Three newly-elected Cincinnati City Council members say they'll bring more peace to council

CINCINNATI -- It was a good night to be an incumbent running for Cincinnati City Council.

All six of them kept their seats.

But the other 17 candidates running faced the daunting challenge of wooing donors to raise enough money for ads and visiting thousands of porch stoops, hoping to train voters to remember their names and campaign message on Election Day.

Votes by candidate

P.G. Sittenfeld: 38,594
David Mann: 34,741
Chris Seelbach: 29,666
Wendell Young: 27,353
Christopher E.C. Smitherman: 26,501
Tamaya Dennard: 25,145
Greg Landsman: 24,356
Amy Murray: 23,321
Jeff Pastor: 21,339

Dennard

Just three non-incumbents concocted the perfect ground game and advertising formula to secure a win.

Unofficial results show Democrats Tamaya Dennard and Greg Landsman winning a seat on council, while Republican Jeff Pastor also earned a spot. Only 300 votes separate Pastor and Michelle Dillingham for the ninth and final spot on council; a count of the 1,700 provisional ballots cast in the city could change that race. Provisional ballots are cast when a person's voting eligibility is questioned. 

It took first-time candidate Dennard's campaign 34,000 knocks on Cincinnati's front doors to pull of her sixth-place finish on council.

"We knew that we weren't going to be able to raise as much money as other people in this race," Dennard said Tuesday night. "We knew that we needed to knock more doors than anybody."

Landsman said his campaign, too, visited thousands of voters at their homes during the last year. He also knew he had to raise cash and earn endorsements.

Landsman

Both Landsman and Dennard earned 26 endorsements from local labor unions and political organizations.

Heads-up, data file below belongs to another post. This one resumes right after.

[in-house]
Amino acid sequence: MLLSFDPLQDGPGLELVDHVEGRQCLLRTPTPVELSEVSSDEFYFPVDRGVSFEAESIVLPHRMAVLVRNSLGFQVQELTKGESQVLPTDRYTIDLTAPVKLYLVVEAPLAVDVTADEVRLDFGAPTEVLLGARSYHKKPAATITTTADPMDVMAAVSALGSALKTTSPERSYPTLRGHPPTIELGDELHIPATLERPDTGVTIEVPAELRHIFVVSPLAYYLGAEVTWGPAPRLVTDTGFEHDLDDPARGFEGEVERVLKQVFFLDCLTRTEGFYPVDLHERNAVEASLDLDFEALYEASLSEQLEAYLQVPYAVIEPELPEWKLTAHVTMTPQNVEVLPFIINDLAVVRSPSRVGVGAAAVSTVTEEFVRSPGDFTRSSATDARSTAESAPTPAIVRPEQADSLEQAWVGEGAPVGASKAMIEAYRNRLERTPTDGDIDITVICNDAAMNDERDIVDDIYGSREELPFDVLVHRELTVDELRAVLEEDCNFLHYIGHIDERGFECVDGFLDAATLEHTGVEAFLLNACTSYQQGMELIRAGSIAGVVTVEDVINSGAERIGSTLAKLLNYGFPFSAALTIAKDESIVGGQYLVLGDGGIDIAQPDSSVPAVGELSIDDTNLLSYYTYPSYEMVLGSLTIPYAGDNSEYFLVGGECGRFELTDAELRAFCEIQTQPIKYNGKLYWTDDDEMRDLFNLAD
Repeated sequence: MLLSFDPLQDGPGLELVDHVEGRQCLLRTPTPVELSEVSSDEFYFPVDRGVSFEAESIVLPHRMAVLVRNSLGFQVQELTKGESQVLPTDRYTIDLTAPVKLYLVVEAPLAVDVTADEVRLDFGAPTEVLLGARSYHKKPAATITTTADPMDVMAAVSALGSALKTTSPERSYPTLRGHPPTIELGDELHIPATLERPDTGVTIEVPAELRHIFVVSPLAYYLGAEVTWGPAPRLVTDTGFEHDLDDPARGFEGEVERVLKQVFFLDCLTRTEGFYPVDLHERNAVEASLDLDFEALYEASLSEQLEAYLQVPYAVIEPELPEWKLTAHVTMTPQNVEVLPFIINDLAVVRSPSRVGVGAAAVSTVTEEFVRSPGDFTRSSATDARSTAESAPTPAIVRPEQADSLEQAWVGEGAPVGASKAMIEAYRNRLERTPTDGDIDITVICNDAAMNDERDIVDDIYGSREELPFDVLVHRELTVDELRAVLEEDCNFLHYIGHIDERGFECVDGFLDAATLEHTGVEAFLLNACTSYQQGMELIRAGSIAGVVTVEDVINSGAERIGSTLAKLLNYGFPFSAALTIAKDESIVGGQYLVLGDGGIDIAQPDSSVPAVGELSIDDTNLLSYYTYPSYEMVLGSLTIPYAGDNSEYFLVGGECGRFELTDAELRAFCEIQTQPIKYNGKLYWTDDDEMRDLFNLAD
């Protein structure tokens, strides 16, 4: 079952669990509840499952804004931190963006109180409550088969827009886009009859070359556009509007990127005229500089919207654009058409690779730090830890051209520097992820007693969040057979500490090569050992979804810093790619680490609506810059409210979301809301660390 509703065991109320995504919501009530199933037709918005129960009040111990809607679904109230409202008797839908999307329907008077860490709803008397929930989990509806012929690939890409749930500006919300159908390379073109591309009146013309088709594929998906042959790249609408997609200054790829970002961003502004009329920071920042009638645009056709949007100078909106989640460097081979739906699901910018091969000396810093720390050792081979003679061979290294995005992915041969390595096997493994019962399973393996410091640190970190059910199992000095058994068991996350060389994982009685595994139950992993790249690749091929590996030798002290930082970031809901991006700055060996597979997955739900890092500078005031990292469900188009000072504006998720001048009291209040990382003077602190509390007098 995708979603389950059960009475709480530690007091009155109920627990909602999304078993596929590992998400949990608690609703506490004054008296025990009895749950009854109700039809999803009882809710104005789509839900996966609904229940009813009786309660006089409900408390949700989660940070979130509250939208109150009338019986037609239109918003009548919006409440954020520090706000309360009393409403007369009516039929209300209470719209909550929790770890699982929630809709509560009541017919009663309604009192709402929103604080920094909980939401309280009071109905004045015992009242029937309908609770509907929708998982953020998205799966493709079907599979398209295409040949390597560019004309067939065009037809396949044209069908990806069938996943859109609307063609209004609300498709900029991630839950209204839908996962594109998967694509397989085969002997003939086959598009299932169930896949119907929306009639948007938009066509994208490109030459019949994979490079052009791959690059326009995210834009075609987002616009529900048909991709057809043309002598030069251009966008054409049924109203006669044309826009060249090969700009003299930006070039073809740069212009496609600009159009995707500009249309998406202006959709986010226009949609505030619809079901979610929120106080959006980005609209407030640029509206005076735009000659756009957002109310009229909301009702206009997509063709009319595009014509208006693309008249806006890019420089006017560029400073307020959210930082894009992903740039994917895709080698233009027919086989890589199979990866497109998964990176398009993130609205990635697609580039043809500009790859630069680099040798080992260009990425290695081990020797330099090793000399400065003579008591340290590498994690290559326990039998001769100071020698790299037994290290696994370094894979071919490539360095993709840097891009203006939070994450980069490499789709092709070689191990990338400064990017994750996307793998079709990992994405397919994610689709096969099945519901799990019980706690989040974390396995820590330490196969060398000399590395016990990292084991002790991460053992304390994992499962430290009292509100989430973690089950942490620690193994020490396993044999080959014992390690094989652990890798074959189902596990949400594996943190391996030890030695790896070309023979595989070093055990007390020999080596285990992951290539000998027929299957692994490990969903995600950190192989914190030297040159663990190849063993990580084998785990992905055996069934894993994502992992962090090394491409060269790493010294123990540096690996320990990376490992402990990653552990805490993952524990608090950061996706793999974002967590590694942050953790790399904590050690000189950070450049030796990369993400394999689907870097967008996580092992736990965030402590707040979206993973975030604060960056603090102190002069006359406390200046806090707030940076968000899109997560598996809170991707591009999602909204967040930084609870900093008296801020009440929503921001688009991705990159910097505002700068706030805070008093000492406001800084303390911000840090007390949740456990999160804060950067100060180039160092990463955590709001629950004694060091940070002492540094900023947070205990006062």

"We worked for every single endorsement — we both raised an enormous amount of money," Landsman, of Mount Washington, said. "We had incredible teams. We both had really compelling messages."

Both Landsman and Pastor, a first-time candidate, were able to run television ads during the final days of the campaign. Pastor said his campaign purchased 20,000 brochures to pass out to voters and was surprised to run out of them by mid-August.

Pastor

"The TV ads, the billboards, the yard signs -- everything contributed to this effort," Pastor said. "This was a hard-fought win."

Dennard, Landsman and Pastor all appealed to a cross-section of voters.

Dennard, a College Hill native, talked up her corporate background working at Duke Energy and managed to pick up votes in Republican-leaning areas such as Mount Washington, but her impoverished background and campaign promise to include struggling neighborhoods in Cincinnati's revitalization boom appealed to Democratic strongholds.

"I understand the importance of the business community (and) having a strong tax base; I grew up in poverty," Dennard said. "I understand that world as well. It doesn't have to be an either-or."

Landsman had good experience working with the business community to get their support on last year's Preschool Promise tax levy — a campaign he led and that won overwhelming support from the community. He also campaigned on lifting up families out of poverty and broadening access to education.

Pastor, meanwhile, earned one of only three Republican endorsements, which helped him in areas like Hyde Park, Mount Lookout and Oakley. He also performed strongly in Democrat-leaning, African American neighborhoods such as Bond Hill.

All three winners said in interviews Tuesday night that it proves they're ready to work together on council. For the past four years, council has often been divided into two voting blocs: one led by Councilwoman Yvette Simpson and the other by Mayor John Cranley. Bickering between the two parties has erupted during hours-long council meetings. 

But Landsman, Dennard and Pastor stayed out of the mayoral race and did not formally endorse candidates.

"We really stuck to the issues; we always had this idea that we could come together and talk it out," Pastor said. "It's going to be a lot more collaboration, less acrimonious."

The city will get to witness that harmony firsthand when the new council is sworn on Jan. 2.

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